You definitely don't need to get into debt for a wedding. Figure out how much money you both have to spend on the wedding, and budget accordingly. Find ways to save money. Not all traditions need to carry on. Instead of buying outfits for every extended family member, get a small meaningful gift and card instead (unless it's immediate family members and they can't afford a new outfit, and you have the money). Dowry or expected 'gifts' needs to be a thing of the past! Put your foot down! Trousseau shopping can be expensive too - get what your need, not fifteen sarees you're rarely going to wear. Why does getting married mean yo have to be decked out in fancy clothes for the next year? A neighbour told my mum that she has huge quantities of silk sarees from her wedding she never wears now.
You don't need lavish innovations at the reception to make your wedding memorable. Be creative, and find ways to create your own decorations or cake or centrepieces. For my sister's wedding, we made paper lanterns to hang everywhere. For my other sister's wedding, with a Wedding at Cana theme, my brother and sister-in-law created a chuppah to hang over the cake - inexpensive and beautiful. You don't have to invite the whole village, or every person you have ever met or who wishes you well. You don't have to have a lavish buffet. Choose nice over lavish.
A honeymoon doesn't have to be at an exotic location.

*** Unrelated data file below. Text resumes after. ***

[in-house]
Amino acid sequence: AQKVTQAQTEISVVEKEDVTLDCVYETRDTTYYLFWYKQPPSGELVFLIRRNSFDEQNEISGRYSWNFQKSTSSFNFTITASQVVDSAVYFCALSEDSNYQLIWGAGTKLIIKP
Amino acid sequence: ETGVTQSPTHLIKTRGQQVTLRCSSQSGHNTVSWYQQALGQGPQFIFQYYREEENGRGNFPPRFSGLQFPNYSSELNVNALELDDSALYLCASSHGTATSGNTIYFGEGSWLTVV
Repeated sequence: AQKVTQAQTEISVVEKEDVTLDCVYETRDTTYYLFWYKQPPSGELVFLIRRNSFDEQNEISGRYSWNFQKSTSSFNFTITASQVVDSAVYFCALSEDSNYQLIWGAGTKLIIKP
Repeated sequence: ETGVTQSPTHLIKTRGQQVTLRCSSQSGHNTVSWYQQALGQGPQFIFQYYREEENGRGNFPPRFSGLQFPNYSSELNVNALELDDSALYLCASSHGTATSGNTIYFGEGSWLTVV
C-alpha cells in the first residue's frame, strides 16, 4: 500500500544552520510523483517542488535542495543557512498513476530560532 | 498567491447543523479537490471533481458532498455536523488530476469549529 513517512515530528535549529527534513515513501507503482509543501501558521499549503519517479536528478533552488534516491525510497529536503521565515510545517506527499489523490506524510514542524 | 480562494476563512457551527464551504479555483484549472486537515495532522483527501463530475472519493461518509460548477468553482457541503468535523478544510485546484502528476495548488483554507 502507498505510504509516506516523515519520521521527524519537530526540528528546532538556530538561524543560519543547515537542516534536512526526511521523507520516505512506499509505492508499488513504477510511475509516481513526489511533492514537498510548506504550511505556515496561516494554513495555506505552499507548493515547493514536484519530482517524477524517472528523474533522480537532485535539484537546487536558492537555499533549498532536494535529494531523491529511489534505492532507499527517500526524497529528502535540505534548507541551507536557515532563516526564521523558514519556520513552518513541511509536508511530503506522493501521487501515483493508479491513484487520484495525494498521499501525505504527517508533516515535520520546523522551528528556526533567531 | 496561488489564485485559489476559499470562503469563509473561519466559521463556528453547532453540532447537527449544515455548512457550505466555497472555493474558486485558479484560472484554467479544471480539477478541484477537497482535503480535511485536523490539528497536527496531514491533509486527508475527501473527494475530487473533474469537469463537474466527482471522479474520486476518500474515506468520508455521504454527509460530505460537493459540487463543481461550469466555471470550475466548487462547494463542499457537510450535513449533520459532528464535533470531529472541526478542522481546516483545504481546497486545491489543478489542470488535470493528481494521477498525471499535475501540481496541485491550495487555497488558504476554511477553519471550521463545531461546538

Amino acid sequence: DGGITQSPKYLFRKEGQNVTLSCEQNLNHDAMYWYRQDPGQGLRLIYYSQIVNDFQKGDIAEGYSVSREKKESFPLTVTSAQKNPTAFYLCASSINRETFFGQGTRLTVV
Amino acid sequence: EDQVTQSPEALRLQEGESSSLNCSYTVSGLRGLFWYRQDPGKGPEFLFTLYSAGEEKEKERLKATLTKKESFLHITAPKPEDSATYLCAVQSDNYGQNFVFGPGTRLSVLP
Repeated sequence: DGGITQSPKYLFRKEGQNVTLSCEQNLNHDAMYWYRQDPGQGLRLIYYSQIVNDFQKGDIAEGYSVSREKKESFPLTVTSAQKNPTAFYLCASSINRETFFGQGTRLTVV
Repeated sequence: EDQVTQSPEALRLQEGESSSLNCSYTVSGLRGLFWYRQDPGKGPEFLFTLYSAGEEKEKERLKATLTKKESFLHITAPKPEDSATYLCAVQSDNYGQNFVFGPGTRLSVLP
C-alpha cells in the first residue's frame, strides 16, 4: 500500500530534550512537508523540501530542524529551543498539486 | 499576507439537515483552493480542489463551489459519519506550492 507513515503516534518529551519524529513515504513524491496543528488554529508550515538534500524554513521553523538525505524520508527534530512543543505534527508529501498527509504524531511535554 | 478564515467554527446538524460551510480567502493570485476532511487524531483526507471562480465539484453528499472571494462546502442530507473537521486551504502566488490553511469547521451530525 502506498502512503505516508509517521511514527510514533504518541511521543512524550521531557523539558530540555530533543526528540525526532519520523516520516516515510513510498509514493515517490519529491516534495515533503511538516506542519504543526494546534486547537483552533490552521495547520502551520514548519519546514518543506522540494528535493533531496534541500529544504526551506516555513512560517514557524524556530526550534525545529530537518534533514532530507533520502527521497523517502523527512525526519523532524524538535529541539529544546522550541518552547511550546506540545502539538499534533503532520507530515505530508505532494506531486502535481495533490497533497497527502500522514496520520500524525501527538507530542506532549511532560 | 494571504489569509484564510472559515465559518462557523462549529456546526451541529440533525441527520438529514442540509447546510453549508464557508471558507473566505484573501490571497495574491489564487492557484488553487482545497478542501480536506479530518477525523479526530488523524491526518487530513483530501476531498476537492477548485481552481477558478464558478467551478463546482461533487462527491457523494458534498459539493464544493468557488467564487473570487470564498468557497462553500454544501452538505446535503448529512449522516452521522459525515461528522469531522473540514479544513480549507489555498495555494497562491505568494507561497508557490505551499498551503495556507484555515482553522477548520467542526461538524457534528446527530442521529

It's not about the sights or the adventures. A honeymoon is about the two of you, and a chance to be together, alone! You don't need o go abroad or spend huge amounts of money on a honeymoon you can tell people about. We were perfectly happy with our honeymoon in Coonoor - the weather, the food and the natural beauty were perfect, and we did our own thing, moved at our own pace, rented a bike to explore, and enjoyed our honeymoon a hundred times more than our wedding.
Don't forget to get photos with the important people.
Although a wedding shouldn't revolve around the photographer, it is nice to have memories especially of people who traveled far to be there for your wedding, or of your whole extended family who may not always get together except at weddings. That is one regret I had from my wedding, that we didn't manage to get photos with the whole family, and many of my friends who I only manged to meet very briefly.